I've recreated and programmed the scene from Cornell Box Pong in Box2D, an awesome open-source 2D physics engine. I've made a video of the whole process:
youtube Cornell Box Pong physics test (fraps heavily reduces the framerate of the physics simulation)
The size and position of the the 3D spheres in tokaspt's Cornell Box Pong scene are exactly replicated in the Box2D scene. The walls are curved, because they are part of huge intersecting spheres and the lightsource is a huge light emitting sphere which peeks through the sphere representing the ceiling, as shown at the end of the video. The right paddle is currently just bouncing up and down, but it will be controlled later on by some basic AI routine. The left paddle is user controlled with mouse or keys. The Pong ball has mass, friction and restitution characteristics. Unlike the original Pong game, which uses a top down view, Cornell Box Pong uses a side view and the Pong ball in this game is subjected to gravitational forces as it bounces around in the Cornell Box.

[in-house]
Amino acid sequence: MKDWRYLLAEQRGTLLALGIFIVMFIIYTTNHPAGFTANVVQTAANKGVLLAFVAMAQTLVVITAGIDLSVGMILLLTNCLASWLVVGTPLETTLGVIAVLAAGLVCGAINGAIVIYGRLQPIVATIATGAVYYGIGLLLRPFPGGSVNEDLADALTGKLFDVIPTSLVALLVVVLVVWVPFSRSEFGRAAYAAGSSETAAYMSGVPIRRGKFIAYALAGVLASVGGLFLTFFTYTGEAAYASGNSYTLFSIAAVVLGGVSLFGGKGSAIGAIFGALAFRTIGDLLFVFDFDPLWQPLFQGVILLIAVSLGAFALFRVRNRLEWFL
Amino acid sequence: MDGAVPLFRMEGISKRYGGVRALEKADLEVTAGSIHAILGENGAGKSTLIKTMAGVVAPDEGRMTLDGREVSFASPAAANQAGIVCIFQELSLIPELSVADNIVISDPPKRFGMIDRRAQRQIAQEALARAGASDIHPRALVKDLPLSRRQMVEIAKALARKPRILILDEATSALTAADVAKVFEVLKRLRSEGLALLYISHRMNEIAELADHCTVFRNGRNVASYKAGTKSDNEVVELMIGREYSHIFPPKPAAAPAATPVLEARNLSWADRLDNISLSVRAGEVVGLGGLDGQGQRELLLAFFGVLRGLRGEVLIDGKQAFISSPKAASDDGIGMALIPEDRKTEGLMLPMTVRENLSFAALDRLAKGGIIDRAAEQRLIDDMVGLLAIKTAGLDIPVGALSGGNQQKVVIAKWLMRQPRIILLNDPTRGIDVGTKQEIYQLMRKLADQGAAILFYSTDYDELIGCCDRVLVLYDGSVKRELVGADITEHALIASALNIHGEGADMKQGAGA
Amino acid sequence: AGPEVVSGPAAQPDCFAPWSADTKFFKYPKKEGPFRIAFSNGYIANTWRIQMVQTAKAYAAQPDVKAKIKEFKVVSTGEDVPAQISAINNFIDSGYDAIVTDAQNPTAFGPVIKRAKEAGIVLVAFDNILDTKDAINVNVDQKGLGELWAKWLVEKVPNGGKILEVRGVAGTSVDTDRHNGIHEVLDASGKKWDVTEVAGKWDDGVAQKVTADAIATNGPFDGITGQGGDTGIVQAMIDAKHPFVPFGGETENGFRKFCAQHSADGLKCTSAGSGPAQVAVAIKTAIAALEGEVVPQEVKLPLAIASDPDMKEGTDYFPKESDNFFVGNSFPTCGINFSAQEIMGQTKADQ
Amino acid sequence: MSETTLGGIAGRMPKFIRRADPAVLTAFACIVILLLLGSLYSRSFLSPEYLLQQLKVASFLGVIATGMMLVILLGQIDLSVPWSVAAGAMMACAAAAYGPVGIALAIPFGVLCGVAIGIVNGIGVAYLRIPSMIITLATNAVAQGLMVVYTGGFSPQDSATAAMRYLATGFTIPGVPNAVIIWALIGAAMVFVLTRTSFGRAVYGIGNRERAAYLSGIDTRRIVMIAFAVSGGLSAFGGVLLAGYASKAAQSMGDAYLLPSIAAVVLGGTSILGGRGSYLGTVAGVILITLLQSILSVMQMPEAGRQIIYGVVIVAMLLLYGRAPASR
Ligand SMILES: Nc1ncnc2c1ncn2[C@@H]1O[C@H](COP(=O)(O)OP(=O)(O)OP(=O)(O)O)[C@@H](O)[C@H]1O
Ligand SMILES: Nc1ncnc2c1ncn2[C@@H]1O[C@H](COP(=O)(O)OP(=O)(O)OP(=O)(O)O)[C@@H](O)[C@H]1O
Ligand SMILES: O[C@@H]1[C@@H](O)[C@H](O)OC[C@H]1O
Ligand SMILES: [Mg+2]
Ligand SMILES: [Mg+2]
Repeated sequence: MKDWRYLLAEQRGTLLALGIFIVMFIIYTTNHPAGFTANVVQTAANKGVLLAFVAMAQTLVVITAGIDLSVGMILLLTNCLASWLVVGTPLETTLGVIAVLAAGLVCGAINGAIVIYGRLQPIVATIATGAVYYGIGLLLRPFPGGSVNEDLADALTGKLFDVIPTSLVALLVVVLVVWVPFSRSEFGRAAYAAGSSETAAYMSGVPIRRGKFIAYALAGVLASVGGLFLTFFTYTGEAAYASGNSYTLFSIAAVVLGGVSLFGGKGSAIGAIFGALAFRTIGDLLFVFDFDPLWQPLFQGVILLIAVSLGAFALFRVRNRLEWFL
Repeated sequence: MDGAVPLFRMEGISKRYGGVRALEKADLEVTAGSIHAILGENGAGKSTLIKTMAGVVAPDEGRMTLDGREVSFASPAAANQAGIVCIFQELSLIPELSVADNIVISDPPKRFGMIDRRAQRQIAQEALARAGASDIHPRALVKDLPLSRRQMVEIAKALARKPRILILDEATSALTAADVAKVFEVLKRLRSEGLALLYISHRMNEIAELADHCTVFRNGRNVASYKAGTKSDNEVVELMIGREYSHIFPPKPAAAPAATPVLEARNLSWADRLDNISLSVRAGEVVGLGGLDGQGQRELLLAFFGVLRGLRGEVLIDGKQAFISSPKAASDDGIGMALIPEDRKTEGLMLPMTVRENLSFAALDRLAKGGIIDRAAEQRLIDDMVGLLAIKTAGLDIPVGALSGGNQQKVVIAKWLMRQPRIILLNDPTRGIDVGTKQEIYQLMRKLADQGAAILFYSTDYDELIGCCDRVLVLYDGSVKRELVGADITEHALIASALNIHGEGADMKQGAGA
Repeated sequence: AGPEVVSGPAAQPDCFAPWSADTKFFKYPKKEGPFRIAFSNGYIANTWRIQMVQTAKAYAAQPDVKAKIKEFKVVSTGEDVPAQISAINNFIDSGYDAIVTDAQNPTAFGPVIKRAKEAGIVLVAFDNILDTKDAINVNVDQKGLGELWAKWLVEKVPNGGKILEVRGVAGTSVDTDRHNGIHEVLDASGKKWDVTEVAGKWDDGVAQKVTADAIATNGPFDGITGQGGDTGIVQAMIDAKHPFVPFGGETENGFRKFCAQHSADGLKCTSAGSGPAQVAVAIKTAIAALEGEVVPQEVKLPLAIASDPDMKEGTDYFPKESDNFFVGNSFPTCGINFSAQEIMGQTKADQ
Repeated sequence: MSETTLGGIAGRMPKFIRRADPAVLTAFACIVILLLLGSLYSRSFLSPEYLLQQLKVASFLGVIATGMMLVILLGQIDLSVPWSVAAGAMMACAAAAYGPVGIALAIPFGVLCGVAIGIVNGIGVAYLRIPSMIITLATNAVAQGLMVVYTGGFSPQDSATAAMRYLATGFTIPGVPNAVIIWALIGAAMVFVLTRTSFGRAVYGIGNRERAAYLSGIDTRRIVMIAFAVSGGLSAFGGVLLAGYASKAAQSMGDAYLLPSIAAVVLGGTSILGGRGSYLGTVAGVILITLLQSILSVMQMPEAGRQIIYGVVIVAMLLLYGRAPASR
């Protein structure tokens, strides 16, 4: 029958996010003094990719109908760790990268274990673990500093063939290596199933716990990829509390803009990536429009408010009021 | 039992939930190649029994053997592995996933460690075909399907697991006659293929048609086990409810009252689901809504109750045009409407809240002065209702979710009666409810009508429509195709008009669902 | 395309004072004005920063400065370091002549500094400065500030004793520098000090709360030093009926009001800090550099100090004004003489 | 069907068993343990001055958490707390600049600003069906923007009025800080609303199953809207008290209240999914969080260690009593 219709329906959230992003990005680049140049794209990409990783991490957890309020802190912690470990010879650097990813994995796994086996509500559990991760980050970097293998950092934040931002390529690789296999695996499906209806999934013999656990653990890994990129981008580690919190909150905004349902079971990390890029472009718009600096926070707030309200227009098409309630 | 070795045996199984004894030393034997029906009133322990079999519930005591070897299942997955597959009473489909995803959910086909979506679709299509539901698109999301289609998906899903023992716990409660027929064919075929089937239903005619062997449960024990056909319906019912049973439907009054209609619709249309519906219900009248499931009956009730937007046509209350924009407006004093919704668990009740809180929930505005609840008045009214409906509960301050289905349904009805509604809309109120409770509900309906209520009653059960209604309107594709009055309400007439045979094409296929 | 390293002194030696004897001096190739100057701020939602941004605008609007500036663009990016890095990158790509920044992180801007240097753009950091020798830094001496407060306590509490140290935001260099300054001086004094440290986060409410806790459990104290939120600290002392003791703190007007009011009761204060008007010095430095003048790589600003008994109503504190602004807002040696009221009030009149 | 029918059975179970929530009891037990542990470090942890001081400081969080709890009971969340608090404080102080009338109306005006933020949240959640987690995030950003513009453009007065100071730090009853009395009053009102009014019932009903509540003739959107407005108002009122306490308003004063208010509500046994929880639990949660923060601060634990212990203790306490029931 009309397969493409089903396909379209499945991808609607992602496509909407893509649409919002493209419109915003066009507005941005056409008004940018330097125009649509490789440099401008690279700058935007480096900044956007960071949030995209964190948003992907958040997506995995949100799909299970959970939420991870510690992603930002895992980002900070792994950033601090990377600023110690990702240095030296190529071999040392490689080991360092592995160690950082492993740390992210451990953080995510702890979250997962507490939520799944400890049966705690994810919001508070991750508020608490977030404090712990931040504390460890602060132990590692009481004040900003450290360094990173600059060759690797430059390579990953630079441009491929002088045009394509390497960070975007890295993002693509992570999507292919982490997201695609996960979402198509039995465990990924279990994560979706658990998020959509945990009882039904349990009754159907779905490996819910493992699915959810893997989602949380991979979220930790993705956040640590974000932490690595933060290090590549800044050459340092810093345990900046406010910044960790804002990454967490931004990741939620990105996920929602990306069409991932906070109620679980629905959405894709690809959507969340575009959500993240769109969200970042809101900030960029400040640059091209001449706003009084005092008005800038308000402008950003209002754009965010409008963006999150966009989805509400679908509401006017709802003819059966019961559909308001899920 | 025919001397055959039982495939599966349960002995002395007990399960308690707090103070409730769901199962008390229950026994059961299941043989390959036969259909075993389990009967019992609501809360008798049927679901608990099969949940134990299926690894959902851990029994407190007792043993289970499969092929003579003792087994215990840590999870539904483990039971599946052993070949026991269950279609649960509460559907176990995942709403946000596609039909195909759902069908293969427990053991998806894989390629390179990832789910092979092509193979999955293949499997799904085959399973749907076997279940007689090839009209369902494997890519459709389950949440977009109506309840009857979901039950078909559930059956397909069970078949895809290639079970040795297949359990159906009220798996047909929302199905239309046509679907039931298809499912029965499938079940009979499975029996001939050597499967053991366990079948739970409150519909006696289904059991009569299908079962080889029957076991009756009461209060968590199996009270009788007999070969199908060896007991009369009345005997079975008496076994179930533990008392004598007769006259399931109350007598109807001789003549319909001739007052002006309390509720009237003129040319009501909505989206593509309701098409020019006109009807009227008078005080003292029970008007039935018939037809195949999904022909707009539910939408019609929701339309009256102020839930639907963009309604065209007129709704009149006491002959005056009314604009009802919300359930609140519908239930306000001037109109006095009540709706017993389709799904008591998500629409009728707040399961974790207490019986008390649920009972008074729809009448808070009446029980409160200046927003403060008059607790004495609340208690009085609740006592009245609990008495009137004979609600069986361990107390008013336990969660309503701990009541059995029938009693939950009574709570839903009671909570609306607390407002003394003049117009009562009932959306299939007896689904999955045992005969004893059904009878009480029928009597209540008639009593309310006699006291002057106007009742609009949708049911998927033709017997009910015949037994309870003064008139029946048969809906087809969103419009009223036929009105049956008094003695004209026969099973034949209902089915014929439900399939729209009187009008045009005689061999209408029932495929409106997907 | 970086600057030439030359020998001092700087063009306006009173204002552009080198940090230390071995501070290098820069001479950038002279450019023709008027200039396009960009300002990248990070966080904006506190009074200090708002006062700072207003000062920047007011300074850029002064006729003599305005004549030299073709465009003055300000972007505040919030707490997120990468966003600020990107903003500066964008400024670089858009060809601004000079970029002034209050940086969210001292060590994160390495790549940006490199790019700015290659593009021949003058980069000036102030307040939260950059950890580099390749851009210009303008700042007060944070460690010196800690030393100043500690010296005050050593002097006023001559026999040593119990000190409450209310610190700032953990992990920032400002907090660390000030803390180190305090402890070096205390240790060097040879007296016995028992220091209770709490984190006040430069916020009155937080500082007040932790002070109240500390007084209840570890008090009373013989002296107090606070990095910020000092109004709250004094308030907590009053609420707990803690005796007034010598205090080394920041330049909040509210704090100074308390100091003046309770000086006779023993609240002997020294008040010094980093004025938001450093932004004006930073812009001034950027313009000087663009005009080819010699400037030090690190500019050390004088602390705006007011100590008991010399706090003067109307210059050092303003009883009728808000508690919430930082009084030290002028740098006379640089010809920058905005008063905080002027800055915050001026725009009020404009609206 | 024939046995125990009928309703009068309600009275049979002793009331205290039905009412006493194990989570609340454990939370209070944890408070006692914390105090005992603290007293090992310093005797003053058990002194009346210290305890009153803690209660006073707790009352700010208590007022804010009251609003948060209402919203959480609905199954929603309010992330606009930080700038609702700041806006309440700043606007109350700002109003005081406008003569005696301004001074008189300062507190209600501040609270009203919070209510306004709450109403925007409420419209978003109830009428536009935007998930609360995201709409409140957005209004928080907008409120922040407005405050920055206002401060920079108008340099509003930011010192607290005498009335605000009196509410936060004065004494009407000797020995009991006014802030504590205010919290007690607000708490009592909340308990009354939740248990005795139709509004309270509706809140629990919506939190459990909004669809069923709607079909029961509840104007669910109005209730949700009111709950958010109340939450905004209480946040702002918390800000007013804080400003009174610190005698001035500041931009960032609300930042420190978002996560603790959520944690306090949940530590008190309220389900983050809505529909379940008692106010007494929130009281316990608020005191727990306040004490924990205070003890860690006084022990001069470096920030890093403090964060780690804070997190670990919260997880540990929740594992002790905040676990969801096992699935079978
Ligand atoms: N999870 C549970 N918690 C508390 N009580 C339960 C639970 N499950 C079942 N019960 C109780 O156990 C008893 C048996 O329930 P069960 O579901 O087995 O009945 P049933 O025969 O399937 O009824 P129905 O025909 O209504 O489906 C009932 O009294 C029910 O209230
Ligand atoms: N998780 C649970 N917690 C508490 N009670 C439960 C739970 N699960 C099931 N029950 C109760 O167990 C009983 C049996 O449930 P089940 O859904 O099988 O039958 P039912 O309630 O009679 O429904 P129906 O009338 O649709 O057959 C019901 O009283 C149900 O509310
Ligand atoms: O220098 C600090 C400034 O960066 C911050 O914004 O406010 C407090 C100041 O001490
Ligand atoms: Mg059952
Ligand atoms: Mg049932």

The physics engine outputs the continuously changing x and y coordinates of the Pong ball and the paddles which can be fed to the real-time path traced CBP scene running inside tokaspt. It also tells if a collision between the Pong ball and one of the side walls has occurred, which means the game ends and another begins.